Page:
My off-kilter priorities cost me dearly. One illness led to another, exacerbated by my unwillingness to come to a complete stop for more than 48 hours. Eventually my body simply broke down. I was diagnosed with chronic fatigue, fibromyalgia, and celiac disease. Gone were my über-productive 16-hour days. I actually needed to sleep for half the day and was semi-functional for the remainder.
This not only decimated my pride but forced me to acknowledge that some of my over-activity was fueled by perfectionism and people pleasing. Though the content of my days was all good and all “of the Lord,” my need for acceptance and desire to avoid conflict had become what motivated me rather than the voice of the Lord. I am now a strong advocate of the words “I’m sorry but I can’t do that for you” as well as an evangelist for balance. Balance between physical activity and spiritual activity. Balance between rest and work. I’ve also upped my commitment to more regular exercise as advised by my doctor.
Most health care providers agree that we need a minimum of 30 to 45 minutes a day (four days a week) of cardiovascular exercise that pushes our hearts into the target zone. This can be achieved through running, working out on an elliptical or rowing machine, swimming, cross-country skiing, etc. For those with physical or financial limitations who don’t have access to gyms or are unable to run, brisk walking every day can give our hearts the cardio workout they need. Local gyms, schools, and YMCAs typically offer a variety of classes from salsa dancing to Zumba to yoga. (Many yoga classes are spiritually neutral or, increasingly, led by Christians.) The Internet provides hundreds of options for in-home, no-cost workouts (check out Fitnessblender).
Our bodies also need strengthening and stretching, particularly as we age. (Again, the Web is an amazing resource here). Core strengthening exercises done for 15 minutes a day will make a notable impact. Targeting and working our core muscles results in better balance, increased back strength, and often a decrease in back pain. Post core and cardio workout, 10 to 15 minutes of gentle stretching will improve your body’s mobility and flexibility. You can actually equip your home or apartment with sufficient products to give yourself a decent workout for less than $100 (exercise ball, stretchy bands, and weights for starters). If you have ongoing health issues or chronic pain, or if regular exercise has not been part of your life, it’s wise to check in with your primary care doctor before you begin.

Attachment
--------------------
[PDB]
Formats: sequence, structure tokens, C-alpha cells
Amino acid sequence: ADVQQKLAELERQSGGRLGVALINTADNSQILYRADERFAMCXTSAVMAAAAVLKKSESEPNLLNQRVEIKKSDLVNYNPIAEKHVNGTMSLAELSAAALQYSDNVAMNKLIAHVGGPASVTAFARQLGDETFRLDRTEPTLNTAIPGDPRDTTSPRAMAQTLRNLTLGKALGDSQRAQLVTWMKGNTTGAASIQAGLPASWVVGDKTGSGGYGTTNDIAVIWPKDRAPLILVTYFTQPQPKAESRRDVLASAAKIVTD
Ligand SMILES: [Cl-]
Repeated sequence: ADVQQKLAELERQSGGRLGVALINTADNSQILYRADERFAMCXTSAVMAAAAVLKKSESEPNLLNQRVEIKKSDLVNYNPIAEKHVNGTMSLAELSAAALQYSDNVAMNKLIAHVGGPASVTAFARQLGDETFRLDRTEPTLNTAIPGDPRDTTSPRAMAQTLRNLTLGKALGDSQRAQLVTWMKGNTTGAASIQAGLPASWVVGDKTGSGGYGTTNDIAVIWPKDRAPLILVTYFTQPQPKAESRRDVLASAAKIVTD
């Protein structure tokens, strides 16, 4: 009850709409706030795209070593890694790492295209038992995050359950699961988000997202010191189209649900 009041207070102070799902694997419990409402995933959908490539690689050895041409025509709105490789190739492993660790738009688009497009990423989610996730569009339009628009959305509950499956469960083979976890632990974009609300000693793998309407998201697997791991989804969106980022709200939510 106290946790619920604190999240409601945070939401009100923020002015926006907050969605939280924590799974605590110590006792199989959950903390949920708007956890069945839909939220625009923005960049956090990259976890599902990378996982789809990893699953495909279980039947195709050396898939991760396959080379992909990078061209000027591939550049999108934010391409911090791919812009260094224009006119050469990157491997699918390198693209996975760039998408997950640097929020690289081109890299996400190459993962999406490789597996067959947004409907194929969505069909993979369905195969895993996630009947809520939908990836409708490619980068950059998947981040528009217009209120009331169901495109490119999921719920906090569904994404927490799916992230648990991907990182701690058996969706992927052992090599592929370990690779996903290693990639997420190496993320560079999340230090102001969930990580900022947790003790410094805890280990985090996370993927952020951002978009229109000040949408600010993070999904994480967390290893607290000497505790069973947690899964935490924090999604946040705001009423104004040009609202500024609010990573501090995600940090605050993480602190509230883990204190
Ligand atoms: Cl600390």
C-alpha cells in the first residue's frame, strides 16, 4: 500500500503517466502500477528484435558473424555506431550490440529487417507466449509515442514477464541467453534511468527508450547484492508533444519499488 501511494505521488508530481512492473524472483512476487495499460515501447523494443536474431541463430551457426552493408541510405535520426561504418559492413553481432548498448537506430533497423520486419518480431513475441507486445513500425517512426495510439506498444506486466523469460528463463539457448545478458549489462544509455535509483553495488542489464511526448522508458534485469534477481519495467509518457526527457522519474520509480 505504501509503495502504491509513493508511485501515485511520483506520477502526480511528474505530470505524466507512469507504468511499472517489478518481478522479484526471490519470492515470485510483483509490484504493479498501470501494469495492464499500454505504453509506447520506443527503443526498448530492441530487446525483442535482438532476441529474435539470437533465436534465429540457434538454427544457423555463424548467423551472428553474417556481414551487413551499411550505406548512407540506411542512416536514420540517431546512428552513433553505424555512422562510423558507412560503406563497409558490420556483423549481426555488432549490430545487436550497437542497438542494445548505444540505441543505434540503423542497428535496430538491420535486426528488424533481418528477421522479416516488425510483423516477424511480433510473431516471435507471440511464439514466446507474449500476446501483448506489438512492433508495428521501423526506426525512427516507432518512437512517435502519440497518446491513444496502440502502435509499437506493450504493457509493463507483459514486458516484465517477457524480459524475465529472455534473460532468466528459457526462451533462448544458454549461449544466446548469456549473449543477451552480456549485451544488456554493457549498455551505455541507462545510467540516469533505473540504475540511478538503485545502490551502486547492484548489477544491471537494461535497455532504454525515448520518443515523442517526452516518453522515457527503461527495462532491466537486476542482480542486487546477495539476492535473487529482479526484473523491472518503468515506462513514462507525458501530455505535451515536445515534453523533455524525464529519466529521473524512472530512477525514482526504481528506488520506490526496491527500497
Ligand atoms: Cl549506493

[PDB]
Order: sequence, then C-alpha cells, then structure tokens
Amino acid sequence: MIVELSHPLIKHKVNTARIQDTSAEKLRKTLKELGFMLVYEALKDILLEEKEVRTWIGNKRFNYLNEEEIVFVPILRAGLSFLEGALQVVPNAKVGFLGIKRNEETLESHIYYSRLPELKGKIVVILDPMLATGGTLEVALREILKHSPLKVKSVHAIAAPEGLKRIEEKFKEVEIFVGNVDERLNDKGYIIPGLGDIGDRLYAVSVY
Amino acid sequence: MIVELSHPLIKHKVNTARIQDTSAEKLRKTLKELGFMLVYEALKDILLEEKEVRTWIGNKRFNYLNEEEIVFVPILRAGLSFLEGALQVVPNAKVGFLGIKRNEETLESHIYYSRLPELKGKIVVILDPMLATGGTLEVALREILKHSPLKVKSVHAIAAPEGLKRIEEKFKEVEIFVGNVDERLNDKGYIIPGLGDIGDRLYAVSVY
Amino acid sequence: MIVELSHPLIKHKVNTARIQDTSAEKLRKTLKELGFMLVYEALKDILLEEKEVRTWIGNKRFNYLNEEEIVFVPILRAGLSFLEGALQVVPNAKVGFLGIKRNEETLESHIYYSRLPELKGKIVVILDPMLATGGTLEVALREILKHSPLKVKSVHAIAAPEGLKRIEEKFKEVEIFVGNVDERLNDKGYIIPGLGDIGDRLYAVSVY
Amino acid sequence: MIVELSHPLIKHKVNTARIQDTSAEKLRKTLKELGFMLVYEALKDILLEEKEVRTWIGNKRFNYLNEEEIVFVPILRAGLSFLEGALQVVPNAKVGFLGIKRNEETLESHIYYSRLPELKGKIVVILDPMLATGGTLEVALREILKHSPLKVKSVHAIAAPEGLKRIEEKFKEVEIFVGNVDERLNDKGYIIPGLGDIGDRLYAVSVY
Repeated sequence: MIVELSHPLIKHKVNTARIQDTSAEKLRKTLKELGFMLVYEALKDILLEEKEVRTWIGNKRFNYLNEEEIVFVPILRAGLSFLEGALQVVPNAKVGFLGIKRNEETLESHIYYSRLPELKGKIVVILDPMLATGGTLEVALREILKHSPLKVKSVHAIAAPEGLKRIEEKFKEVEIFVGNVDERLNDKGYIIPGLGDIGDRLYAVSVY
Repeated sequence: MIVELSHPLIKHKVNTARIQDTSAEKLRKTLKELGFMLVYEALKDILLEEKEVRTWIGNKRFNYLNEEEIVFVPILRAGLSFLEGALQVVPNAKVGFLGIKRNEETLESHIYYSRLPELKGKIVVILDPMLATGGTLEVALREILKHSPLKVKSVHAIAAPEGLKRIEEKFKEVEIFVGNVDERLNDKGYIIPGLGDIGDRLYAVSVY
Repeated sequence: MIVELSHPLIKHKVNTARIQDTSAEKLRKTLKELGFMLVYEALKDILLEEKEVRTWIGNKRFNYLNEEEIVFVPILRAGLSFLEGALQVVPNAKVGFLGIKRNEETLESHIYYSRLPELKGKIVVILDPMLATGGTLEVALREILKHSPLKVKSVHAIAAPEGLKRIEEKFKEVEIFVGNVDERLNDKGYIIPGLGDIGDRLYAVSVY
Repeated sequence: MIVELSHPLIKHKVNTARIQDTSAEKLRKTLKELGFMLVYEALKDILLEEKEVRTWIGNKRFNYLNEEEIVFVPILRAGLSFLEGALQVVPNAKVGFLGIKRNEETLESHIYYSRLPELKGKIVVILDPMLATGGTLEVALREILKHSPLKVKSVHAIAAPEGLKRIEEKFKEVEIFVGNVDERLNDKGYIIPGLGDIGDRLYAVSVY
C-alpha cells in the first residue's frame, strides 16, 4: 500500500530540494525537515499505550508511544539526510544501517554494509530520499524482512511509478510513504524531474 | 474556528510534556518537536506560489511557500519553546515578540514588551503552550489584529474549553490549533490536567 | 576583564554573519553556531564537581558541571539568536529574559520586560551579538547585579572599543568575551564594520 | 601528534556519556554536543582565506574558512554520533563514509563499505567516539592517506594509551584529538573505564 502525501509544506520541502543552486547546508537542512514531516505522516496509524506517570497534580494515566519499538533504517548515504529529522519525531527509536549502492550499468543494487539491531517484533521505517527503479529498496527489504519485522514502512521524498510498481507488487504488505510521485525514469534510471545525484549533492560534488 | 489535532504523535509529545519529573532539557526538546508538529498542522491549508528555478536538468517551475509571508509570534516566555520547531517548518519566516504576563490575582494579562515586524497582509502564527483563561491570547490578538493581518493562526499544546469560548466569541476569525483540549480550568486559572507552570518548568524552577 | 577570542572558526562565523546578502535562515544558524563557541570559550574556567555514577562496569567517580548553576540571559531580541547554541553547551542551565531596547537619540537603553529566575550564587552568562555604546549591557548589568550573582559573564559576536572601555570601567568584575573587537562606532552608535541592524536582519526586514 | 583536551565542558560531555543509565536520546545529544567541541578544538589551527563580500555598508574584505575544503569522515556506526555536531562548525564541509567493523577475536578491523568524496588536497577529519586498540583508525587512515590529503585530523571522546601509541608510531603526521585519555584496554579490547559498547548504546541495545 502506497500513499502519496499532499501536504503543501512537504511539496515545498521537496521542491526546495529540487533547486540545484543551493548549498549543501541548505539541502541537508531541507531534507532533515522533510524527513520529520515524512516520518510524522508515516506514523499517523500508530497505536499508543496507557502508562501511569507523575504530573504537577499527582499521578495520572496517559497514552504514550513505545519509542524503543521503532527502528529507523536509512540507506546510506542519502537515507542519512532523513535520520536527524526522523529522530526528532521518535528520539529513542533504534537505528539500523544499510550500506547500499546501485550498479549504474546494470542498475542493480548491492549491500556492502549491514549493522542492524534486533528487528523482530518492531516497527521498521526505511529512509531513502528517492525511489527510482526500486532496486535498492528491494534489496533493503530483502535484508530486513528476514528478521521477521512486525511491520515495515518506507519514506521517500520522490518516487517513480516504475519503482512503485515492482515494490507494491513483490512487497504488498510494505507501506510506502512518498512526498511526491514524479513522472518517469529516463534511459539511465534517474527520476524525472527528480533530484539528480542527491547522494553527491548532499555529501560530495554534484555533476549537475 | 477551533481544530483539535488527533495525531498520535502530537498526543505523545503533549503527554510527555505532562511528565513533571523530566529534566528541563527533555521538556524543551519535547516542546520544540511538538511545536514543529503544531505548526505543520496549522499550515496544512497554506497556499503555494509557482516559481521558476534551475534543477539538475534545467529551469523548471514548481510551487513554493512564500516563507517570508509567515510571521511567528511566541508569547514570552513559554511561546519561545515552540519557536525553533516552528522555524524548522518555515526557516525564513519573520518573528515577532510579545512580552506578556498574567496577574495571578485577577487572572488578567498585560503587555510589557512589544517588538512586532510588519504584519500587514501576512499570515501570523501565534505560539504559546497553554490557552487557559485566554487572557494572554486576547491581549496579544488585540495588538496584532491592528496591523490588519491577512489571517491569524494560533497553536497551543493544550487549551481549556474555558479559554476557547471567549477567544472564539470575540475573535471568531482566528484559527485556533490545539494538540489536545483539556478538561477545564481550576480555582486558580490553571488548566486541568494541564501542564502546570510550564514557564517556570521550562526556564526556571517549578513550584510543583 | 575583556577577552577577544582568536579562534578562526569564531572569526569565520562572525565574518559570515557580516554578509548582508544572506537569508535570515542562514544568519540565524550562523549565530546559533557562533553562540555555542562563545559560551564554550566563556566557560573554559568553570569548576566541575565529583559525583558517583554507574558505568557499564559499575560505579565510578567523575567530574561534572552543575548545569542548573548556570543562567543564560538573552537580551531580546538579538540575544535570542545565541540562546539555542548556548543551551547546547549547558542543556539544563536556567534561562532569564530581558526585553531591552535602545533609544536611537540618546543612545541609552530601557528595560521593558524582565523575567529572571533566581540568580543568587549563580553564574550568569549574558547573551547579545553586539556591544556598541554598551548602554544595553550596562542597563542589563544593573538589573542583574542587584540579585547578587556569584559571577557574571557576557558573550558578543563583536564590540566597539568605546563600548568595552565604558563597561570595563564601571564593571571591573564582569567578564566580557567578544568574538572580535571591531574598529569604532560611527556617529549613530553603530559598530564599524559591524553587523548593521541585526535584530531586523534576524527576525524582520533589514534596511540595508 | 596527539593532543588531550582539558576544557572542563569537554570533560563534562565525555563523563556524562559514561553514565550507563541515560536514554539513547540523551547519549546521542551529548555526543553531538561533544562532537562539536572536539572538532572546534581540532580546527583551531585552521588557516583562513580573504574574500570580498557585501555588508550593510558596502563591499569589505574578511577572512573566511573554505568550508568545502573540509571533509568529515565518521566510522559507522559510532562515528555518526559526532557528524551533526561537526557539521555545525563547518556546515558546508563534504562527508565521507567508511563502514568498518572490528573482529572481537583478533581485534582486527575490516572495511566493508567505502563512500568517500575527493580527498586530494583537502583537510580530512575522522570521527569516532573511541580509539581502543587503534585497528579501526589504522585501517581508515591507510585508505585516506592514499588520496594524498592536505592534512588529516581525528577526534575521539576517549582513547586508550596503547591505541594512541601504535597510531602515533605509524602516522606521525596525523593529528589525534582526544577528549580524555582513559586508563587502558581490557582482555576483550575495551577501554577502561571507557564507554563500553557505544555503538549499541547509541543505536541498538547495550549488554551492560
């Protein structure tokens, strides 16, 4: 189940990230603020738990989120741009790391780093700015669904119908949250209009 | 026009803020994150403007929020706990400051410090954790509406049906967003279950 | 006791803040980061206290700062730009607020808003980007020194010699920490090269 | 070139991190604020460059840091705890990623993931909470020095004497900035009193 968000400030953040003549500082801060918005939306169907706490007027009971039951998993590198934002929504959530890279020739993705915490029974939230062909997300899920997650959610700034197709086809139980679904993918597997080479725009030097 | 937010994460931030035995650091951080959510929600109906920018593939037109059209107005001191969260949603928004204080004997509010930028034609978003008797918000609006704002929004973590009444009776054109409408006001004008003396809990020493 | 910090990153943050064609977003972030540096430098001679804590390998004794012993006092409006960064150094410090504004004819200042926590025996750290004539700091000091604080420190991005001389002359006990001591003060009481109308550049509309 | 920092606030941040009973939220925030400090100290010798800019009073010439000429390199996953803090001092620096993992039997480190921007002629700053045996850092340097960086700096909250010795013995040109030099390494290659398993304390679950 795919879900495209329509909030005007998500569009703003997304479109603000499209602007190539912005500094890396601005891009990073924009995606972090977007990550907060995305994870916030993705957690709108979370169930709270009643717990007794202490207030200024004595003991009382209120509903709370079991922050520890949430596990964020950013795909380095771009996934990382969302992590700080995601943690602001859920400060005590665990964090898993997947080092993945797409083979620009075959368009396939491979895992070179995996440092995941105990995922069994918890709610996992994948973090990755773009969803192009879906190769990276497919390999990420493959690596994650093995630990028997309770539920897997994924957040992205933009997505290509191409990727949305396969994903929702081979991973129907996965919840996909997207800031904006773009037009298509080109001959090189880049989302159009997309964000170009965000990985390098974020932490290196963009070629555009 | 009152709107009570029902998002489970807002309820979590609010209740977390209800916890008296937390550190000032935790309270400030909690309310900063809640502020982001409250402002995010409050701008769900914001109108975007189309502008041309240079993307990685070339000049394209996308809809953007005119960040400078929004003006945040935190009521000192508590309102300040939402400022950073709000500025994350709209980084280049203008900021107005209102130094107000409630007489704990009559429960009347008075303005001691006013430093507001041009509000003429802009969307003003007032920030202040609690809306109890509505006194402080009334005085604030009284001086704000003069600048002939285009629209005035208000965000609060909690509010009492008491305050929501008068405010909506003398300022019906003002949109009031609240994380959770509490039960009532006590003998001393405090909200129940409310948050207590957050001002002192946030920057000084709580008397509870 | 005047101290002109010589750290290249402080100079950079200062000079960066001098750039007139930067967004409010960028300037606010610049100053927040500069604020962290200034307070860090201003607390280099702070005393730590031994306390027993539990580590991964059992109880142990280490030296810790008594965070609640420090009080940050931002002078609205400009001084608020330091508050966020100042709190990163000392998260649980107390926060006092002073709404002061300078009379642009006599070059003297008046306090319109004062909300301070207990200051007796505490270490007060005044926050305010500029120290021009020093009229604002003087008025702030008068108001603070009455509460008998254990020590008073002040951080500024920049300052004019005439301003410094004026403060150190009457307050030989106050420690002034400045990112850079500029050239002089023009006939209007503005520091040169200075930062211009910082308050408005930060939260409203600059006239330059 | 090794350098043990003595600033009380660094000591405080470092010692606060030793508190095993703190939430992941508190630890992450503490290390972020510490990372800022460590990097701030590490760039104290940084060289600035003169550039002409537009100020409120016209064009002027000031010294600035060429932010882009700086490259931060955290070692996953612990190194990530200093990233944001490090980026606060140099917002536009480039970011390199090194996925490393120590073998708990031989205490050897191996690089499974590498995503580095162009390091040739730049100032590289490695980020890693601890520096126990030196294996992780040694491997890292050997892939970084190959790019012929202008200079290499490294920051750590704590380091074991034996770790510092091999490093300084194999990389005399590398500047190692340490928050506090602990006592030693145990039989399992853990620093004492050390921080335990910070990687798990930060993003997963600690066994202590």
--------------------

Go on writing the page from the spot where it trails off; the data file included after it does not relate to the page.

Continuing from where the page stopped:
Eating well and getting sufficient rest are two other important components of caring for our temples. Our bodies run most efficiently when we eat a variety of foods three times a day. In the crunch to maximize our time, we can assume that washing down a Power Bar with a cup of caffeine (while driving no less) does the trick. There are tomes in the bookstores to guide you on specifics, but please hear me out: eating good, healthy food on a regular basis is no less important than running a solid children’s ministry or attending to the needs of the internationals in your congregation.
Ministry pulls us in many directions. We pick up the phone on our day off to help the parishioner in crisis. We put the kids to bed and then stay up past midnight to craft our sermons. Despite our tendency to make to-do lists of tasks which could be accomplished only with the help of multiple assistants, God designed us to sleep. We can cheat this for short seasons, but if we routinely deny our bodies the rest they crave, we will pay. If you often fall asleep when you sit down to pray or read the Bible (moms with young children and folks over 70, skip to the next paragraph), struggle not to nod off in staff meetings or counseling sessions, or are regularly cranky (if you’re not sure on this one, ask someone who lives or works with you), it’s very possible that you need more sleep than what you are getting.
Leading and serving should not come at the cost of our own health and well-being. In order to complete the race that God has set before us, we need to value and prioritize caring for our temples. Others are both watching and following us; let’s lead them in such a way that we all reach the finish line.